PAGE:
China hounds Taiwan with ‘greysone’ war plane incursions

25-Oct-2021 Intellasia | AFP | 6:43 AM Print This Post

threat posed by these incursions should not be exaggerated.

The ADIZ is not the same as Taiwan’s territorial airspace.

Instead it includes a larger area that overlaps with part of China’s own air defence identification zone and even covers some of the mainland.

Nonetheless, it bears noting that until last year China very rarely crossed into the southwestern sector at all.

“These are part of what we call ‘greysone’ tactics, it keeps psychological pressure on Taiwan,” Lee Hsi-min, a retired admiral who stepped down as head of Taiwan’s armed forces in 2019, told AFP.

Greysone is a term used by military analysts to describe aggressive actions by a state that stop short of open warfare what British defence secretary Ben Wallace has described as “the limbo land between peace and war”.

Taiwan has seen a surge in these kinds of threats since the 2016 election of President Tsai Ing-wen, whom China’s leaders loathe because she views the island as sovereign and not part of Beijing’s “one China”.

Lee cited greysone measures such as ramped up cyber-attacks and disinformation campaigns to a massive increase in Chinese dredgers taking sand from waters surrounding Kinmen and Matsu, two Taiwanese islands just a few kilometres from the mainland.

The ADIZ incursions, he added, allowed China to “improve pilot training”, including the occasional night-time sorties, as well as test Taiwan’s own defences.

They also keep Taiwan’s already ageing fleet of fighters under stress. There have been multiple fatal crashes blamed on mechanical failures.

‘Perfect storm’

China, which has vowed to one day seize Taiwan, says little about its ADIZ incursions.

But analysts say they send a message to three targets: Taiwan’s government and people, China’s increasingly nationalist domestic audience, and western powers.

This month’s record incursions came after naval exercises in the Pacific attended by multiple navies, including two US and one British aircraft carriers and a Japanese helicopter destroyer.

It also came after Washington’s recent deal to share nuclear submarine technology with Australia and confirmation that US special forces were training Taiwanese troops.

“Beijing wants to demonstrate that it will not be intimidated by regional security alliances in the making, which undoubtedly are aimed at China,” J Michael Cole, an expert with the Washington-based Global Taiwan Institute.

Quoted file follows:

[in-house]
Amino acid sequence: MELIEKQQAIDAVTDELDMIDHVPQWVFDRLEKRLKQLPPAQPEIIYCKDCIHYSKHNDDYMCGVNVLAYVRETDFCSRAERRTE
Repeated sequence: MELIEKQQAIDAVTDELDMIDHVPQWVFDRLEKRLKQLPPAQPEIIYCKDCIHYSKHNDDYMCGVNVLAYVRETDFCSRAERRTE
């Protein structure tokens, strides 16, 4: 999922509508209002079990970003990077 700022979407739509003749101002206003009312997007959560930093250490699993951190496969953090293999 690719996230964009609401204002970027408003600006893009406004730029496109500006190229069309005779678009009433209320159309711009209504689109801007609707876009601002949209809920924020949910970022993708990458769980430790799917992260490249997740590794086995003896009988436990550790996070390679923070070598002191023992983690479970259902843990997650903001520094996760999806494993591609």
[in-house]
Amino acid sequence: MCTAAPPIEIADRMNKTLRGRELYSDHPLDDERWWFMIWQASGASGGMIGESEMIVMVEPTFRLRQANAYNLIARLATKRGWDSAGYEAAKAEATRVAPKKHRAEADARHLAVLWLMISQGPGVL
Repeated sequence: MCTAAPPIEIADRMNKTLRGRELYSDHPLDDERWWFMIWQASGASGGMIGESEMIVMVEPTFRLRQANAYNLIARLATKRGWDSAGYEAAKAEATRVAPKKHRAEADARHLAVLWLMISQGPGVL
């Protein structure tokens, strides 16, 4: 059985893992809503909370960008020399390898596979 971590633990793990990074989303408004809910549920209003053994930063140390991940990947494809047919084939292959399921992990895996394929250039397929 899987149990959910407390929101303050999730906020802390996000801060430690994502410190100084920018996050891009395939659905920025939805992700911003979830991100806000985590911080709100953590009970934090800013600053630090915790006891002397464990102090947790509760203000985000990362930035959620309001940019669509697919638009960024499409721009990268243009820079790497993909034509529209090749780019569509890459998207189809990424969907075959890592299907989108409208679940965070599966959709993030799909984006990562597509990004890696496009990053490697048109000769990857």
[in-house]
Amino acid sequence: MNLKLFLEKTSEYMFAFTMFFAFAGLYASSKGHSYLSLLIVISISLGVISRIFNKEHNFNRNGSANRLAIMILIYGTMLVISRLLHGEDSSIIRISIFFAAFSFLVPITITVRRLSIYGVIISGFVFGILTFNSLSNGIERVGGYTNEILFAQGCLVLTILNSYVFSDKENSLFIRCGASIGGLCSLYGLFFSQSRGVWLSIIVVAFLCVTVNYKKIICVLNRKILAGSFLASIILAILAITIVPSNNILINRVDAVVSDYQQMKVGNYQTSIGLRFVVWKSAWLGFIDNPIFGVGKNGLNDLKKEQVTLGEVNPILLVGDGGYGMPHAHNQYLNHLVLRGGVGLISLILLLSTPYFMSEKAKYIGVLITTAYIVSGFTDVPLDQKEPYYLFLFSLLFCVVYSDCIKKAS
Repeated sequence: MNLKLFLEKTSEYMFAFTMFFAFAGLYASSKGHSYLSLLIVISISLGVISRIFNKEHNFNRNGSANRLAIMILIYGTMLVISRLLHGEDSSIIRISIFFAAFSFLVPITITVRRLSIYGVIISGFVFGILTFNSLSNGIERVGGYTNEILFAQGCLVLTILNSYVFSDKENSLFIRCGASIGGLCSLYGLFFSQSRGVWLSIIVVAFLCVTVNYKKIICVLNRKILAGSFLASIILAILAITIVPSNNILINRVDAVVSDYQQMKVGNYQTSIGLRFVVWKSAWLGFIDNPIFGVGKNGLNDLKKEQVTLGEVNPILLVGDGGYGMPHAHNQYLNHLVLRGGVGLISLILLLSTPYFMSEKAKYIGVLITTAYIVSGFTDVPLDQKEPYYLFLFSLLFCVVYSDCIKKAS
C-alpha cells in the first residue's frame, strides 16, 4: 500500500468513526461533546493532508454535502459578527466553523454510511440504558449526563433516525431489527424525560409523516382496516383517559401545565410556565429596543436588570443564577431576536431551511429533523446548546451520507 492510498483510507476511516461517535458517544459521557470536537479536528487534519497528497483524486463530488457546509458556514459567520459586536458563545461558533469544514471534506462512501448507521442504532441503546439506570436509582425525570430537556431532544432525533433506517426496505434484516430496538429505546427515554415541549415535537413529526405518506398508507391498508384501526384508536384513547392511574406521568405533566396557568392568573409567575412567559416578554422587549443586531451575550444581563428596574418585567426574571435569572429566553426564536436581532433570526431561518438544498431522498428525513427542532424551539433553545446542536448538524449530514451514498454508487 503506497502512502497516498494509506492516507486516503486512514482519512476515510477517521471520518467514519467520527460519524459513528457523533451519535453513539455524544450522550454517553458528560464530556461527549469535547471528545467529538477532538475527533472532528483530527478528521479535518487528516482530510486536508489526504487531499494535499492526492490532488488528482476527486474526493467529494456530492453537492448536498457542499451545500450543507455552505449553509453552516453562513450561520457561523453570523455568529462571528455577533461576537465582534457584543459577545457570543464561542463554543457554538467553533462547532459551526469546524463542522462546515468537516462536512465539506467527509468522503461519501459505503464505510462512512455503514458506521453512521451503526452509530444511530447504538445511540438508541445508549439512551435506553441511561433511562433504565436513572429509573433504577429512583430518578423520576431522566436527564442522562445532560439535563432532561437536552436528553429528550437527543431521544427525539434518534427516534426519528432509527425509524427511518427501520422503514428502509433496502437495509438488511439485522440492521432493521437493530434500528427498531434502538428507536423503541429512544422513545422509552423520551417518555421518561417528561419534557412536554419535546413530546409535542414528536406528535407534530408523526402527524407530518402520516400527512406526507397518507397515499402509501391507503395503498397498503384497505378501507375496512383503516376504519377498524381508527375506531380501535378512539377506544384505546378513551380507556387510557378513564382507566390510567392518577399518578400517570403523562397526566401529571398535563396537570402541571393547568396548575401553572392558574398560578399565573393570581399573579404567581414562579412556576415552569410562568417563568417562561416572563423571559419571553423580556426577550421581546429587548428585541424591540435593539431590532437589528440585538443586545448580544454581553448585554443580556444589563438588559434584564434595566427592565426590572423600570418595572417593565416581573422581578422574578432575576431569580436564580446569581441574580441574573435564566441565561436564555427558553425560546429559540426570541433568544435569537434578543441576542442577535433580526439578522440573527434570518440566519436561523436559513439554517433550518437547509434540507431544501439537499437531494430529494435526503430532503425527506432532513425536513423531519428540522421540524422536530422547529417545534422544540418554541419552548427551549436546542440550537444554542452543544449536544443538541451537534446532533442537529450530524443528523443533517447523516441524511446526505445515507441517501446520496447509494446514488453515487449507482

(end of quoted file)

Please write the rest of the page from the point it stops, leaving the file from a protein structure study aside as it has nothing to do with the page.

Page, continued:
“(It) also demonstrates to a domestic audience that it is not complacent about developments that favour Taiwan,” he told AFP.

The United States has long maintained a policy of “strategic ambiguity” towards Taiwan, selling it arms without explicitly promising to come to the island’s help.

But President Joe Biden has now twice stated that US forces would defend Taiwan’s people if China made a move on them.

While the ADIZ incursions remain far out to sea, many fear the rise in sorties increases the risk of a crash, collision or mistake that could spark a wider war.

President Xi Jinping, China’s most authoritarian leader since Mao Zedong, has made seizing Taiwan a key pledge as he engineers a third term push next year.

China’s increased forcefulness has prompted US and Taiwanese officials to publicly warn that Beijing could be ready to invade in just a few years.

Jia Qingguo, an international relations expert at Peking University who advises the Chinese government, published a stark paper earlier this summer in which he warned a “perfect storm” was brewing in the Taiwan Strait.

Beijing’s more aggressive treatment of Taiwan in recent years was “shaped by its growing military capabilities and increasing domestic demands for unification,” he argued.

China also feels pressured to act now against the growing relationship between Taiwan and the United States, where defending Taipei has become a rare bipartisan issue.

“The three sides have seen their interactions caught in a vicious spiral, making a military confrontation and even an all-out war an increasingly likely scenario,” Jia warned.

Su Tzu-yun, a military expert at Taiwan’s Institute for National Defense and Security Research, said Taipei “should be more vigilant but it needn’t be over-worried”.

An amphibious landing across the Taiwan Strait, he told AFP, still remains “the most complex military operation and if any part of the process is undermined, the operation would fail”.

“(China) could start a war but whether it could win it is a different thing,” he added.


Category: China, Taiwan

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